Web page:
Housing First and Veteran Specific Housing
Emphasizing stable and permanent housing as a primary strategy for ending homelessness in our community.
We are committed to removing barriers to housing and prioritizing members of our community who are most in need by connecting them with housing as quickly as possible. We believe in nurturing hope and reducing harm for vulnerable members of our community by providing permanent housing and supportive services without preconditions and barriers.
Housing First is a nationally recognized and evidence based program that is strongly supported by the United States Department of Housing and Urban Development. It prioritizes the most vulnerable while emphasizing stable and permanent housing with case management and supportive services. Housing First focuses on providing housing for the disabled, chronically homeless, Veterans, and families with substance use issues. Clients with little or no income, insurance, criminal histories, evictions, and other barriers are accepted. Case managers are available to each client to assist in reducing personal barriers to self-sufficiency, to connect clients with mental health and wellness services, and to provide coaching for skill building and employment readiness.
Veteran Specific Housing-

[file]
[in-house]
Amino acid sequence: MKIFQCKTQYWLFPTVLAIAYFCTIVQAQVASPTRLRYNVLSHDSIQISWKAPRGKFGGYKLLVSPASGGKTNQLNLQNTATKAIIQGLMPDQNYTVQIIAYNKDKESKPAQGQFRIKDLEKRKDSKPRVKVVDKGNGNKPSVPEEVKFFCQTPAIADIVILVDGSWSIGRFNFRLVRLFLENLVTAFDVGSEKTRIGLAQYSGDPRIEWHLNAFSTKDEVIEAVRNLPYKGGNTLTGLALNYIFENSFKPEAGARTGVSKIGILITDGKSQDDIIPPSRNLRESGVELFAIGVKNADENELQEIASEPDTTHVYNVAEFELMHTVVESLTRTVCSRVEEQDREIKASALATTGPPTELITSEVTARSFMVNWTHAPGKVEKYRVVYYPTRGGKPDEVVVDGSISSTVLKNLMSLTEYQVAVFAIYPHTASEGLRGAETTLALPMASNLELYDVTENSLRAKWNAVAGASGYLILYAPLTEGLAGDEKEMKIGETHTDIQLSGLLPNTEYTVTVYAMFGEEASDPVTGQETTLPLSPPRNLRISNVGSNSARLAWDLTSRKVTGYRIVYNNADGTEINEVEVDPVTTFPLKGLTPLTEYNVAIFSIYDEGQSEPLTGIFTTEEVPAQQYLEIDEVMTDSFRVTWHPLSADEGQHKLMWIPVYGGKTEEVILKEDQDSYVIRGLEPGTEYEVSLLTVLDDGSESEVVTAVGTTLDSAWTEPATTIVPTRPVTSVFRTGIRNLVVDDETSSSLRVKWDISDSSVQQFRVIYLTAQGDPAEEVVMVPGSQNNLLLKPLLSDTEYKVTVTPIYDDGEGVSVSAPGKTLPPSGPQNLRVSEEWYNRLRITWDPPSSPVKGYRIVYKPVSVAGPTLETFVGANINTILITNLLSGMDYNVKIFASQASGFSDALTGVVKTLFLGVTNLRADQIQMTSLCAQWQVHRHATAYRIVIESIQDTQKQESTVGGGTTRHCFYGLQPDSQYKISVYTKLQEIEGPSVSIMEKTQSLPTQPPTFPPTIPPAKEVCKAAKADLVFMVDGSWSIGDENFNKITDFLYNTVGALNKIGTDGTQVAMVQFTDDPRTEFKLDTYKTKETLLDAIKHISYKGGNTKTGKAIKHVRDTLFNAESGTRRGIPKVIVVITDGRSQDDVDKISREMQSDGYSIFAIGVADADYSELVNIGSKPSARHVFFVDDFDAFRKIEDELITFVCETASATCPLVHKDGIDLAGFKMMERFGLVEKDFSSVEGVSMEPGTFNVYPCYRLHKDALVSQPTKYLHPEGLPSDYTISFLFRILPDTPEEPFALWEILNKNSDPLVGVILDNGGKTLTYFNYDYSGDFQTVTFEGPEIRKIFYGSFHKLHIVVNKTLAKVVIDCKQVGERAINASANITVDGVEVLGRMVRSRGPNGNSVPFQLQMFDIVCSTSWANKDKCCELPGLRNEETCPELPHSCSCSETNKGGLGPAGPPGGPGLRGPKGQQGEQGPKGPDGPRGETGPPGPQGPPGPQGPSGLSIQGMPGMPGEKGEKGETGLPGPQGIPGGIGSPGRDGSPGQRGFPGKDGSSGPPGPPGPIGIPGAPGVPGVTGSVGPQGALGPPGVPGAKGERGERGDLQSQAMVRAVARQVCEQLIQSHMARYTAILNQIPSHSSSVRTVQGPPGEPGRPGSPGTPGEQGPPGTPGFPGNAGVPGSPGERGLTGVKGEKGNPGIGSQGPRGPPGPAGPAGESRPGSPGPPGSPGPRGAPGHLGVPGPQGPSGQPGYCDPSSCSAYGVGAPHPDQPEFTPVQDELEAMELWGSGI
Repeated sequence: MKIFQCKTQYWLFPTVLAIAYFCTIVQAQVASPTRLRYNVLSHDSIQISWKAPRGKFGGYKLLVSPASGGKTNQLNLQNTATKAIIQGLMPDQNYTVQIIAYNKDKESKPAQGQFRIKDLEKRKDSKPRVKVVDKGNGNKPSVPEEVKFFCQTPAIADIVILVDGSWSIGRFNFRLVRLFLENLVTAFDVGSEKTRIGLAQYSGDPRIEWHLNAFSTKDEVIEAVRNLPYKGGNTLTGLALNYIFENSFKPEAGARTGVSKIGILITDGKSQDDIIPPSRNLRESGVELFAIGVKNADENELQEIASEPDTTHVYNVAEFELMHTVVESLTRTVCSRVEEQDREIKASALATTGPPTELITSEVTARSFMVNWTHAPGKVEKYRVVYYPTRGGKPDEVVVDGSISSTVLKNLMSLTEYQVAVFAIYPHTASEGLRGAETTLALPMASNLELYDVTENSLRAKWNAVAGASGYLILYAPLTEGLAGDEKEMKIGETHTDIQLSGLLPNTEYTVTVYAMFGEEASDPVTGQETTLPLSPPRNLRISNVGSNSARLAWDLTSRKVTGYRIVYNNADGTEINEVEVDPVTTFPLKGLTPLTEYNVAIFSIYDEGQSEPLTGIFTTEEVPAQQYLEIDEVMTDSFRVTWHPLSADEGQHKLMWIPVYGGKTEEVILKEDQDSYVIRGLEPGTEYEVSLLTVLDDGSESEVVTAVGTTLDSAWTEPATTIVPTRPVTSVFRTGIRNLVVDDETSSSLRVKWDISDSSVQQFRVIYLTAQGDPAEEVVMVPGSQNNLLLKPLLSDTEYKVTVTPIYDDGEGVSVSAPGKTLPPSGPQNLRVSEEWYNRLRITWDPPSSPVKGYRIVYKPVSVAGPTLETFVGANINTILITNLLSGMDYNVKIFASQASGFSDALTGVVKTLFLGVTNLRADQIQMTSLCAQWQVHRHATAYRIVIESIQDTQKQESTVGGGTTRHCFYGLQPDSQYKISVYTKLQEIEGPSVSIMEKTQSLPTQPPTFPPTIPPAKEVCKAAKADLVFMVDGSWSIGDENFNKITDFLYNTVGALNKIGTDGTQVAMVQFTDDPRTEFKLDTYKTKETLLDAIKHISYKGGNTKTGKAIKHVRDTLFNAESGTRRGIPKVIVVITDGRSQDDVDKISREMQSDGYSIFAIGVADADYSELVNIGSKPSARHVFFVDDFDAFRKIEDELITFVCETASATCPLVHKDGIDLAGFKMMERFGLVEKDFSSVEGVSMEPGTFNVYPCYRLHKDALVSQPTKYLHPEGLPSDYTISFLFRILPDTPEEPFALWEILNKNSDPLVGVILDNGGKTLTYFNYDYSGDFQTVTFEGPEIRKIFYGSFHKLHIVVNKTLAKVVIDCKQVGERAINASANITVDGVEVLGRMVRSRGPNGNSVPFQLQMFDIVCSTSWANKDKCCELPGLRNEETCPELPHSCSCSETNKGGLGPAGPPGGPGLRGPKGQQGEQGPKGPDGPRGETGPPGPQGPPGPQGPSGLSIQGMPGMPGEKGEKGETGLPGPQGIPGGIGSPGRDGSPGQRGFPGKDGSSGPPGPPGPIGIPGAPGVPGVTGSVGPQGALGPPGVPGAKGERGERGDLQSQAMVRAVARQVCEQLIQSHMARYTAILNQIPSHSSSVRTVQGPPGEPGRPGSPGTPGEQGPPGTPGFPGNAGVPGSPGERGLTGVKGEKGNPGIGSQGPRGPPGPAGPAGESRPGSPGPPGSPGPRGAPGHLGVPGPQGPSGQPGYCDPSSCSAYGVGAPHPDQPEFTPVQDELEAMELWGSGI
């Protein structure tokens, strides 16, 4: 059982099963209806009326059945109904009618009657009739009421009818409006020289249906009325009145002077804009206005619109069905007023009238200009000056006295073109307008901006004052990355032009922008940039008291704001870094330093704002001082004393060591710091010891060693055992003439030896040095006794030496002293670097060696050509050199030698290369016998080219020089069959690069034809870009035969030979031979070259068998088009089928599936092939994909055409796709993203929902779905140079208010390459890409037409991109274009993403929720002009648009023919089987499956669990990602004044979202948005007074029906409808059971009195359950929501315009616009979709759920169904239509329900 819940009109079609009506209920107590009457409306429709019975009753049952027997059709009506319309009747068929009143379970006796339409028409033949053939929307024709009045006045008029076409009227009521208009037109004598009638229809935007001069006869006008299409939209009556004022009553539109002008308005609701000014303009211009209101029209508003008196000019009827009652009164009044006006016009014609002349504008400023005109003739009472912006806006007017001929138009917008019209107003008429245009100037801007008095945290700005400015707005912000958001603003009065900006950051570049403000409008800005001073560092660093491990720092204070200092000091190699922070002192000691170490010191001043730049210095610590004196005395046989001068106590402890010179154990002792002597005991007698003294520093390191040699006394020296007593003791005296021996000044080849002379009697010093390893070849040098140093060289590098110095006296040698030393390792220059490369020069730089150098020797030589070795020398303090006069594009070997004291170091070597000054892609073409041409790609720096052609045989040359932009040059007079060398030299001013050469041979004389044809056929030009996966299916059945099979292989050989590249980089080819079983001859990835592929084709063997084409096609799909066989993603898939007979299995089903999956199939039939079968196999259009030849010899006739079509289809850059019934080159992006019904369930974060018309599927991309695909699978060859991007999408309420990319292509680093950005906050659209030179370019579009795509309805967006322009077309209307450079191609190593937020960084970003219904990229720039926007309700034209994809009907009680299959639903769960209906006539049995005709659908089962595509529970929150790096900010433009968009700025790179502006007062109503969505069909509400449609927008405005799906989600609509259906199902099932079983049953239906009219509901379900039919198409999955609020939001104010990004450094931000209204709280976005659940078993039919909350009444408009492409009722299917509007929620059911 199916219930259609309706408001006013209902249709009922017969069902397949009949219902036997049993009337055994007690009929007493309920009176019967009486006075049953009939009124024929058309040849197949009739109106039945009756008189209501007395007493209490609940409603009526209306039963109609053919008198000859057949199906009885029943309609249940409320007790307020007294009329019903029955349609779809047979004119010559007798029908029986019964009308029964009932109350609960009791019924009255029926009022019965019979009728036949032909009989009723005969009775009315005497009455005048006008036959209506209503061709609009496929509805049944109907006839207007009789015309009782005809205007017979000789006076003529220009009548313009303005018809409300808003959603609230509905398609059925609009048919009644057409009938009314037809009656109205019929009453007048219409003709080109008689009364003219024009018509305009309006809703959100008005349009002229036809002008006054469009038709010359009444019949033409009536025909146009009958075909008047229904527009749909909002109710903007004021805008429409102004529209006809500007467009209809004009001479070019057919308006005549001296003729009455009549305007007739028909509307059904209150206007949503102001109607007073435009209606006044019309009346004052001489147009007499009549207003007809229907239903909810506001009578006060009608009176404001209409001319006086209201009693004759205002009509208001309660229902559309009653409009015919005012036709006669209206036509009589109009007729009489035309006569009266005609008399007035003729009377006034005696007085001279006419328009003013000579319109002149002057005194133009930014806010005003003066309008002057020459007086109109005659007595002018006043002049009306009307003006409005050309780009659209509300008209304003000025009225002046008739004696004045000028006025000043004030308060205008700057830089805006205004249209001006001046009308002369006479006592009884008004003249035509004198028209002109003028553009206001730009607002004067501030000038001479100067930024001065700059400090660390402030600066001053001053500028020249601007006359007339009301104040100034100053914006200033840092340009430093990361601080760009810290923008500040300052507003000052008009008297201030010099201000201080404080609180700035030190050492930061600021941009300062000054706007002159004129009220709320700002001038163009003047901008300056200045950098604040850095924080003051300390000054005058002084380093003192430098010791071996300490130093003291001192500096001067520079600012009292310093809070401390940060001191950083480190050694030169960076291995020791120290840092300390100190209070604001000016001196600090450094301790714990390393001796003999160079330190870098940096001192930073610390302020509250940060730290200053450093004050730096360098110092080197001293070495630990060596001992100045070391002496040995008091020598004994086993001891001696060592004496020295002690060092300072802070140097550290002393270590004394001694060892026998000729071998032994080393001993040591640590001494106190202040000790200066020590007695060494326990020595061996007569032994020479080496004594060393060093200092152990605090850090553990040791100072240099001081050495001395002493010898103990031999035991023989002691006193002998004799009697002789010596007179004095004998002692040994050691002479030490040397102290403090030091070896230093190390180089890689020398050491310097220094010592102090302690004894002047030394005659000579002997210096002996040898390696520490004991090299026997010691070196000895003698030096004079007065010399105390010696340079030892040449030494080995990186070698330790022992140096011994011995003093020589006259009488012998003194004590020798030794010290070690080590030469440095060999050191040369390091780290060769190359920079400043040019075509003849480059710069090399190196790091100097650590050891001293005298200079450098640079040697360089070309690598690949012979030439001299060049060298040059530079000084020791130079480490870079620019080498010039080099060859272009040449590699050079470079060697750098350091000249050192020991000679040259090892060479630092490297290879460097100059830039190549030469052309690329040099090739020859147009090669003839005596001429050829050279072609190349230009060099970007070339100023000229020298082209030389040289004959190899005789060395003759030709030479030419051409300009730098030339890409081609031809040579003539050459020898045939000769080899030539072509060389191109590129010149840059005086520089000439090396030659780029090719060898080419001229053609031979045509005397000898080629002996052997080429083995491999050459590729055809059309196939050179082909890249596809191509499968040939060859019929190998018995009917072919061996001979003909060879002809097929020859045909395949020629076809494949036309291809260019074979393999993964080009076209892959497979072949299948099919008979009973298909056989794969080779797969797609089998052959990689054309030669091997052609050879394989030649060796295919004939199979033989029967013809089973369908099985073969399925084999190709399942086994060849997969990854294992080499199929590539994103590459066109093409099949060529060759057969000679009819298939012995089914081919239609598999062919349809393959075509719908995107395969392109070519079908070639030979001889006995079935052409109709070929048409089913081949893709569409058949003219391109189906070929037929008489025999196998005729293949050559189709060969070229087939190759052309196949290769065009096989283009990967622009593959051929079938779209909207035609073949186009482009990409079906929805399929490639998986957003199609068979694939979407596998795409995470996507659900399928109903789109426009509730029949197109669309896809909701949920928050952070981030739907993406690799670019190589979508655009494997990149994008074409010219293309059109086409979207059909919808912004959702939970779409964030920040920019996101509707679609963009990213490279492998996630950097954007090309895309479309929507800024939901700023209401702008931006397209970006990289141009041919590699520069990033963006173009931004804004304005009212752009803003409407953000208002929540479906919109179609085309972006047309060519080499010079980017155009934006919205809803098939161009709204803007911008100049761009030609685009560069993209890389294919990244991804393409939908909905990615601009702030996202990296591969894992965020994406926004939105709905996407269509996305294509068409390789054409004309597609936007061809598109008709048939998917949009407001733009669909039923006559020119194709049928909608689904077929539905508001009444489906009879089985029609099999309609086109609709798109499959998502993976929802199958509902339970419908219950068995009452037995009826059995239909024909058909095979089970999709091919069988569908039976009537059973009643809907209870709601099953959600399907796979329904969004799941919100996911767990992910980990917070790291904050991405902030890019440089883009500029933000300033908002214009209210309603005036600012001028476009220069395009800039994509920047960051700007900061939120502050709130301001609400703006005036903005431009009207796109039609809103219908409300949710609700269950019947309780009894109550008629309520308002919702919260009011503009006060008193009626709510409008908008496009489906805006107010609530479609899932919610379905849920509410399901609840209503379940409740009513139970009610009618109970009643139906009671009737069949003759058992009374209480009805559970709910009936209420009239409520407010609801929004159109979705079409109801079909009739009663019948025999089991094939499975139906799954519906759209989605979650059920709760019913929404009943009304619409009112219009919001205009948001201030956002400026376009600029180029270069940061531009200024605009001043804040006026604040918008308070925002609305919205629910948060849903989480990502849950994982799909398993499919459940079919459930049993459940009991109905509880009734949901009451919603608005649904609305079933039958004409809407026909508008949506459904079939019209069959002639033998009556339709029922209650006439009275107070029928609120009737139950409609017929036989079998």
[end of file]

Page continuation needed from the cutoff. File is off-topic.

We are committed to providing service intensive housing for any Veteran who is struggling with disabilities and homelessness.
Veteran specific housing follows the housing first model as previously described. Veterans and their families who are vulnerable will be provided with permanent housing and supportive services.
- Few to no program prerequisites to permanent housing entry
- Low barrier admission policies
- Rapid entry
- Supportive services
- Tenants have full rights, responsibilities, and legal protection
- Practices and policies to prevent lease violations and evictions
- Applicable in a variety of housing models
Do I qualify for Housing First?
- I am currently homeless
- I have been chronically homeless (see HUD definition below)***
- I have a documented mental illness AND substance abuse history OR am currently struggling with substance abuse
- I have taken the VI-SPDAT**[link to times and locations] housing survey
*** HUD definition of chronic homelessness-
- Literally Homeless: Lives in a place not meant for human habitation, or in an emergency shelter.
- Time: Continuously for 12 months or 4 times in three years totaling 12 months with breaks in homelessness that are at least 7 days.
- Institutional Care: Jail, hospital, substance abuse or mental health treatment facility for less than 90 days does NOT count as a break in homelessness. It is ok to discharge from an institution to our program as long as they meet the chronically homeless criteria prior to entering the institution.
- Families: As long as the head of household meets the chronically homeless criteria, the whole family meets it regardless of how long the rest of the family has been literally homeless.